Once every three or four years, someone makes a speech or writes an essay that no feminist can afford to miss—it's required reading.
Such is author Susan Faludi’s current essay in the New Yorker (April 15 issue), “Death of a Revolutionary”
The essay is a truly amazing obituary of our famous foremother Shulamith Firestone, author of the feminist bible, The Dialectic of Sex. But the article is much more than a tribute to Firestone, it is a detailed account of the earliest organizational history, the opening hand, of the first women’s liberationists, circa 1967.
I’ve been living through, reading and contributing to this history for nearly four decades, but I didn’t know half the detail rendered in Faludi’s essay. Like, where did it all begin?
The Second Wave—how and where it began in the boroughs of
New York City and
And what drove some of these founders of feminism to jettison their self-created movement for a mental hospital?
I won’t tell you the answer to this one because I want you to hit the above link and read it yourself.
Faludi details how and why the women of the New Left—who were trying to stop the Viet Nam war—indeed left that movement to start their own movement of women only.
By way of describing Shulamith's life, and her death last August at 67, Fauludi presents an extremely well written, highly accessible, and almost perfectly accurate description of the earliest “cells” of organized sisterhood.
Apparently Firestone was one hell of an organizer too! As co-founder of the famous “New York Radical Women, and Redstockings, and
Liberation Union—she led sophisticated actions like raiding the annual Miss
America Pageant while
pouring that convention hall with dozens of little white rats—yes, mice all over the pretty floor. The contestants screamed and nearly quit.
Faludi’s essay, which names the players and their actions, pulls few punches. The Pulitzer prize winning journalist and author of several books, among them Backlash, she paints fascinating portraits of them all. She justly treats “Shulie” as one of handful of 1960s organizers who founded four feminist organizations, during the same years that she was writing her famous Dialectic. She was 25 years old when the book came out with her ground breaking analysis of “the patriarchy.” Authoring a feminist classic while being a prime organizer seems to me impossible. I’ve tried it myself. But Firestone was by all description a genius and primary mover and shaker who gave her youth to the cause.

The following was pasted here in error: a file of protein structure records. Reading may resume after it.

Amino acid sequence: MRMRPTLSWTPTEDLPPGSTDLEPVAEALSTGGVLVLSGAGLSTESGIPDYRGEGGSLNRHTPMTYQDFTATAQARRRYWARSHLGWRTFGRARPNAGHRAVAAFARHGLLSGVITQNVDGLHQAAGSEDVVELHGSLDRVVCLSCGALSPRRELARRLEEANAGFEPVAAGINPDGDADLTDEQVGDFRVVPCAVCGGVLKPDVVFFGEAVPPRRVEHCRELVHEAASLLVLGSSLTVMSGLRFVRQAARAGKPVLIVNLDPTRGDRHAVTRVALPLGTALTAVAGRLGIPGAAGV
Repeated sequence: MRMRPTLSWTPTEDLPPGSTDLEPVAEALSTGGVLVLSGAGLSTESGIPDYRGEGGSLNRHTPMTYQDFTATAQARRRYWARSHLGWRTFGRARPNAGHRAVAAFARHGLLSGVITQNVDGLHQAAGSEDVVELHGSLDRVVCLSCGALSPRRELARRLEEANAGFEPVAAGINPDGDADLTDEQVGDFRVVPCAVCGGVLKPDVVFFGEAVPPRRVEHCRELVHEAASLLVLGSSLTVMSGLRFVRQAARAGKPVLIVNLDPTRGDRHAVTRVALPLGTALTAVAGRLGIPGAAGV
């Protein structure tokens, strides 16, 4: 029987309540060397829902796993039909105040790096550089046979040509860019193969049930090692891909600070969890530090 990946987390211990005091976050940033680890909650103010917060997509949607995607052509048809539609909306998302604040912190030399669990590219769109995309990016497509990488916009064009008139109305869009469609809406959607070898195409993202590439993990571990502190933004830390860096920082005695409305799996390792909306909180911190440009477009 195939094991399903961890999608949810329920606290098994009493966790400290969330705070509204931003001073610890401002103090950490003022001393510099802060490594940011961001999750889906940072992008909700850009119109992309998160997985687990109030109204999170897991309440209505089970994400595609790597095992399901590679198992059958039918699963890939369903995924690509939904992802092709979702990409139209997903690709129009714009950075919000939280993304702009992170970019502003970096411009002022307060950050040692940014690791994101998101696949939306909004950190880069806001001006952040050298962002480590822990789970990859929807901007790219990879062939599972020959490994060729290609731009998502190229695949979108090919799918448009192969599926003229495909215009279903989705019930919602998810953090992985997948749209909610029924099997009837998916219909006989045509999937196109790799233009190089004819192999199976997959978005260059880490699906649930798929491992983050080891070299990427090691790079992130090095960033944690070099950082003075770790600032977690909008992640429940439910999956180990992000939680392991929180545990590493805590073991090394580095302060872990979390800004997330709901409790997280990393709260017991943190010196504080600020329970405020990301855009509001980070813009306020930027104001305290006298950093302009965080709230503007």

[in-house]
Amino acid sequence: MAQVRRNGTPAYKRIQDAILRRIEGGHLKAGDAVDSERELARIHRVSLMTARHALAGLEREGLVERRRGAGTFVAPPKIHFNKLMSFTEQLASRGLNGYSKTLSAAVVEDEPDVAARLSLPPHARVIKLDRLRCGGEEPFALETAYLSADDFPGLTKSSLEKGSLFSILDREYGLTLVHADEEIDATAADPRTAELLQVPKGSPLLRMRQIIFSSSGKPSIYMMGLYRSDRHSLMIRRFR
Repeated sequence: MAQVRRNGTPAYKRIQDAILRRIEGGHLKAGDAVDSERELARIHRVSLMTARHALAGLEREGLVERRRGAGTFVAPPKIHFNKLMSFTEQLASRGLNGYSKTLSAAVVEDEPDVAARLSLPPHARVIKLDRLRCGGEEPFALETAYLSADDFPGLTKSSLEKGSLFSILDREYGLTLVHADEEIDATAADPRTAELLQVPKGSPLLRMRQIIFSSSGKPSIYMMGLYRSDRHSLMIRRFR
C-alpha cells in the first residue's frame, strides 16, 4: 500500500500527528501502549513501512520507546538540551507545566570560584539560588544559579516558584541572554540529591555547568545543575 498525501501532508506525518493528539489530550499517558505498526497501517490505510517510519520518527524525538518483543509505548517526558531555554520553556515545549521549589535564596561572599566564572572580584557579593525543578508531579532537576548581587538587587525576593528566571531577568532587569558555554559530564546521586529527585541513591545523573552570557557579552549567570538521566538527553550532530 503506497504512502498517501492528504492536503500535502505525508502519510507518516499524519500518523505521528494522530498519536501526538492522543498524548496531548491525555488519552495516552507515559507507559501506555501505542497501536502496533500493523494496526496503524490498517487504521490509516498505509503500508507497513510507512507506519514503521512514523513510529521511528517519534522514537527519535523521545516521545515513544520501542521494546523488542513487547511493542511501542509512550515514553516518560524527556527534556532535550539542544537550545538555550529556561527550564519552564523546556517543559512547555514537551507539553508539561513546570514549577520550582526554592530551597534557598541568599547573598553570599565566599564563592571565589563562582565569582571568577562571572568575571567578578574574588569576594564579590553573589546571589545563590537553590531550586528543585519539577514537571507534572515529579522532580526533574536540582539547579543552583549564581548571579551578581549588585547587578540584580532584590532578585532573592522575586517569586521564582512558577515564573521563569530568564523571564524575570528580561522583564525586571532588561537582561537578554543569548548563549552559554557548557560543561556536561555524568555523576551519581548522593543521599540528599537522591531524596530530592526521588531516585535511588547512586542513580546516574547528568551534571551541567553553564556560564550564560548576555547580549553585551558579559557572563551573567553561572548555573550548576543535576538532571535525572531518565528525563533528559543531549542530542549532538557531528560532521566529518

One of my strongest reactions—sadness—was to revisit how “trashing” was such a huge practice. Our foremothers were way too quick to level their own scarcity issues against each other.
There was so much of it every where, it’s a wonder that it didn’t kill feminism at birth. Of course Faludi is not a 2nd waver. She came of age as a Gen Xer in the ‘80s. So, in my opinion, she is overly hard on these boomer founders. They had to carve out a space called feminism with no books, no mentors, no colligate speeches.
My view is that these pre-assimilationist wonder women need to be forgiven their raw ambition and talent. First, these are universal traits. Second, the world of politics is a place that draws out both the best and worse of our personality disorders. We see it everywhere in the lives of male politicos.
The early radical feminists were extraordinarily rigid about “elitism,” the rhetoric of the day was virulently anti-leadership. I remember from my own background that displaying or claiming any kind of leadership was enough to get you tossed out of the movement. Faludi gives the example of Marilyn Webb, one of the founders of the core feminist newspaper, Off Our Backs. Webb herself was thrown out of the publishing collective because she had prior professional journalism experience—which meant she wasn’t “equal” to the others. This almost unbelievable example resonates with my decade as publisher of the feminist lesbian magazine Lesbian Tide. I spent almost as much staff time processing and defending my own unruly leadership as I did in writing for the paper.
Among many other gems, Faludi explores the first fundamental split in the Women’s Movement. The opening chasm between radical feminism and liberal feminism. Before feminism became a civil rights struggle led by the liberal N.O.W., circa 1970, there were years in which a truly revolutionary feminism was primary. Radical feminists like Firestone sought to erase the binary of male and female.
Faludi also covers the strange and forlorn death of Firestone, last summer when she was just 67 years old. In many ways this author calls upon younger women to take care of our foremothers in their late elder years.
... One last lesson among many, in this essay’s amazingly well-researched contribution to all women.